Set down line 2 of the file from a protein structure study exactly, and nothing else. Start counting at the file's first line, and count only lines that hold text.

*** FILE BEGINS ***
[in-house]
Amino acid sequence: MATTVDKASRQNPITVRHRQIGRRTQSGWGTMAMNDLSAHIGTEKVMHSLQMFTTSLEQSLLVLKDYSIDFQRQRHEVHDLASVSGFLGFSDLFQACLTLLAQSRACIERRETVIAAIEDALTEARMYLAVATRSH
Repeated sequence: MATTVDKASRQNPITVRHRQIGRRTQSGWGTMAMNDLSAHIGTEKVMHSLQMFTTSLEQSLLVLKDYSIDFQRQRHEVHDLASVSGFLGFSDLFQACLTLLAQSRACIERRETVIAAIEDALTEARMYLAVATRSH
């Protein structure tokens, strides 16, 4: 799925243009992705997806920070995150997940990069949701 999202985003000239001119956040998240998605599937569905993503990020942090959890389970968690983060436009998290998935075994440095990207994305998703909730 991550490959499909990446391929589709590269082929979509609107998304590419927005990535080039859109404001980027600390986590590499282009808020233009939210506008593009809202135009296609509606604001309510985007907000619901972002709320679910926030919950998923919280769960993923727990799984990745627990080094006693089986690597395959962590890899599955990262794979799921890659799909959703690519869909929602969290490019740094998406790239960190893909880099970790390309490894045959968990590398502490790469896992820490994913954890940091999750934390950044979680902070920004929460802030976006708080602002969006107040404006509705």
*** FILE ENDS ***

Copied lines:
Amino acid sequence: MATTVDKASRQNPITVRHRQIGRRTQSGWGTMAMNDLSAHIGTEKVMHSLQMFTTSLEQSLLVLKDYSIDFQRQRHEVHDLASVSGFLGFSDLFQACLTLLAQSRACIERRETVIAAIEDALTEARMYLAVATRSH